Leslie Groves

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Lieutenant General Leslie Richard Groves, Jr. (17 August 1896 – 13 July 1970) was a United States Army Corps of Engineers officer who oversaw the construction of the Pentagon and was in charge of the Manhattan Project that developed the atomic bomb during World War II. As the son of a United States Army chaplain, Groves lived at a number of Army posts. He graduated fourth in his class at the United States Military Academy at West Point in 1918 and was commissioned into the United States Army Corps of Engineers. In 1929, he went to Nicaragua as part of an expedition whose purpose was to conduct a survey for the Inter-Oceanic Nicaragua Canal. Following the 1931 Nicaragua earthquake, Groves took over responsibility for Managua's water supply system, for which he was awarded the Nicaraguan Presidential Medal of Merit. He attended the Command and General Staff School at Fort Leavenworth, Kansas, in 1935 and 1936, and the Army War College in 1938 and 1939, after which he was posted to the War Department General Staff.

In 1940 Groves, who "had a reputation as a doer, a driver, and a stickler for duty", became special assistant for construction to the Quartermaster General, tasked with inspecting construction sites and checking on their progress. The construction program was dogged by bottlenecks, shortages, delays, spiralling costs, and poor living conditions at the construction sites. In August 1941, he was charged with responsibility for a gigantic office complex to house the War Department's 40,000 staff, which would ultimately become The Pentagon. In September 1942, Groves took charge of the Manhattan Project. He was involved in most aspects of the atomic bomb's development. He participated in the selection of sites for research and production at Oak Ridge, Tennessee, Los Alamos, New Mexico, and Hanford, Washington. He directed the enormous construction effort, made critical decisions on the various methods of isotope separation, acquired raw materials, directed the collection of military intelligence on the German nuclear energy project and helped select the cities in Japan that were chosen as targets. Groves wrapped the Manhattan Project in security but failed to prevent the Union of Soviet Socialist Republics from conducting a successful espionage program that stole some of its most important secrets.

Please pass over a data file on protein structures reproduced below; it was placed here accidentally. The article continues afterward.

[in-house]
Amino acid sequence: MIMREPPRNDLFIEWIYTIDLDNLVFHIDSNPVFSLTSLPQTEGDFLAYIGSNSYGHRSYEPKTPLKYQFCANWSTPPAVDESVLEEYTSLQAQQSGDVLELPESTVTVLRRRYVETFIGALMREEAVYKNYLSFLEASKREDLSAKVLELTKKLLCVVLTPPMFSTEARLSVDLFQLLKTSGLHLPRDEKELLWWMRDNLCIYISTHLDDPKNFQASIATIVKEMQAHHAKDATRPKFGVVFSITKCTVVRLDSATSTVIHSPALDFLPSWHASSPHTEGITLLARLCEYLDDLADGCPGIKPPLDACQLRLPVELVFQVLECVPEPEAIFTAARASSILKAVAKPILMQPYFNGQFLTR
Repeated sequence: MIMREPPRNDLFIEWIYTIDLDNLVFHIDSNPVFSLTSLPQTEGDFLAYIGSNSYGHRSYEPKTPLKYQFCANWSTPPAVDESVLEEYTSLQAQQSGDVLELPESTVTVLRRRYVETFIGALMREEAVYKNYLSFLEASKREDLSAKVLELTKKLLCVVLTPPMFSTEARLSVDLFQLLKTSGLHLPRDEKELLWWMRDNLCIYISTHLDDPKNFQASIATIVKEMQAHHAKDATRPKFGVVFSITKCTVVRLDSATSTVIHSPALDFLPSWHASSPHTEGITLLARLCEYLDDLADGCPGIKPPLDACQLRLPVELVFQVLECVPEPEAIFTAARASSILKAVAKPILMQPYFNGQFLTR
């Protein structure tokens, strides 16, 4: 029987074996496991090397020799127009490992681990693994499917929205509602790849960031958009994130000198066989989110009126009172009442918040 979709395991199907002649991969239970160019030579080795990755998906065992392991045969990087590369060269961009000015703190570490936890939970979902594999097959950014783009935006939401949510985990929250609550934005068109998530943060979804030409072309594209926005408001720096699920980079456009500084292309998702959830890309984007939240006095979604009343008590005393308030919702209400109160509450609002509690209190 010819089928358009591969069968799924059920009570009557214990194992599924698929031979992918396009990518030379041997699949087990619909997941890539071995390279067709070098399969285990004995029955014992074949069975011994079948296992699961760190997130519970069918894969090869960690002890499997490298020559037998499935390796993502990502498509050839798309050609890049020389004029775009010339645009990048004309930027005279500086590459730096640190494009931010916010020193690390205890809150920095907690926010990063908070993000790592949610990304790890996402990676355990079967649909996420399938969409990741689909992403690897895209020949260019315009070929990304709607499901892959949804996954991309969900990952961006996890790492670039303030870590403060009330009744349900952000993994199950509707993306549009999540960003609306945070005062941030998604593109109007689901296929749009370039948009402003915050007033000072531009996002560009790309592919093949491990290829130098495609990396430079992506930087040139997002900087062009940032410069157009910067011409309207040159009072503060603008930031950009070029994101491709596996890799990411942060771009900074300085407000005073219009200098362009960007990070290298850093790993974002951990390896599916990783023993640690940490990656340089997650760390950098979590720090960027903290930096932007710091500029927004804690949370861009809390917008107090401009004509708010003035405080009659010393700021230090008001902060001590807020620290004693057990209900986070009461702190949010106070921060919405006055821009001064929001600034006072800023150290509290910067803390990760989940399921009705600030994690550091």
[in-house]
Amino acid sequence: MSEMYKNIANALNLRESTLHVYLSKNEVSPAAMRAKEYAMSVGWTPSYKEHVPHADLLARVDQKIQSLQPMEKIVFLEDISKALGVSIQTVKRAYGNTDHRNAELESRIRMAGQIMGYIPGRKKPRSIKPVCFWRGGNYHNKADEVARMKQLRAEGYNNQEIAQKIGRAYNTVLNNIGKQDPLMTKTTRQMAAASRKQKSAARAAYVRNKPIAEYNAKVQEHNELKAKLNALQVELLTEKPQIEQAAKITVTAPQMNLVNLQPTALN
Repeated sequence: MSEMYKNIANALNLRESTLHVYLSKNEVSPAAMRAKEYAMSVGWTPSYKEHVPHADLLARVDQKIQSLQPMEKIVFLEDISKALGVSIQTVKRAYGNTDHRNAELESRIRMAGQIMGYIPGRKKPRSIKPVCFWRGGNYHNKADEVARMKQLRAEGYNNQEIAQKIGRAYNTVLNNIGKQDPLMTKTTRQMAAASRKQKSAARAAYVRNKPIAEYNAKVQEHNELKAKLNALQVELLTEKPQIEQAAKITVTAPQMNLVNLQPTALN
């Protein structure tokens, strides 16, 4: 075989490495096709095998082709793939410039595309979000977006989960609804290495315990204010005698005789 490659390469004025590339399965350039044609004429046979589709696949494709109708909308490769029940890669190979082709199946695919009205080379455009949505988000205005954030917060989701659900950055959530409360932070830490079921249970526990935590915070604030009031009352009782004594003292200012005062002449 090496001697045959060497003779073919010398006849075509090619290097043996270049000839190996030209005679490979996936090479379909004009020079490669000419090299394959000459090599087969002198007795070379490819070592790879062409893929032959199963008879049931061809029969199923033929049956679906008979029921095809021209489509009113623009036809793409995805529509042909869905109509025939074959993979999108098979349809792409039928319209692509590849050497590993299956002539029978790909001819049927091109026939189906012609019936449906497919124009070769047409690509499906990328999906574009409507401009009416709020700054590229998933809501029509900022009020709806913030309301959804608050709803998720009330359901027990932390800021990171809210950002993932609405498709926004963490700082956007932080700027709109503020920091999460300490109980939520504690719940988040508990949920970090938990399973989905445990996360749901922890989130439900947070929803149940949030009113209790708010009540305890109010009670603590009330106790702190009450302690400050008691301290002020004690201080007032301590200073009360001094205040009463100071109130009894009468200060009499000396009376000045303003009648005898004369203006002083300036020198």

After the war, Groves remained in charge of the Manhattan Project until responsibility for nuclear weapons production was handed over to the United States Atomic Energy Commission in 1947. He then headed the Armed Forces Special Weapons Project, which had been created to control the military aspects of nuclear weapons. Groves realized that in the rapidly shrinking postwar Army he would not be given any assignment approaching in importance the one he had held in the Manhattan Project, and he decided to leave the Army in 1948. He was promoted to lieutenant general just before his retirement on 29 February 1948 in recognition of his leadership of the bomb program. By a special Act of Congress his date of rank was backdated to 16 July 1945, the date of the Trinity nuclear test. Groves went on to become a Vice-President at Sperry Rand.

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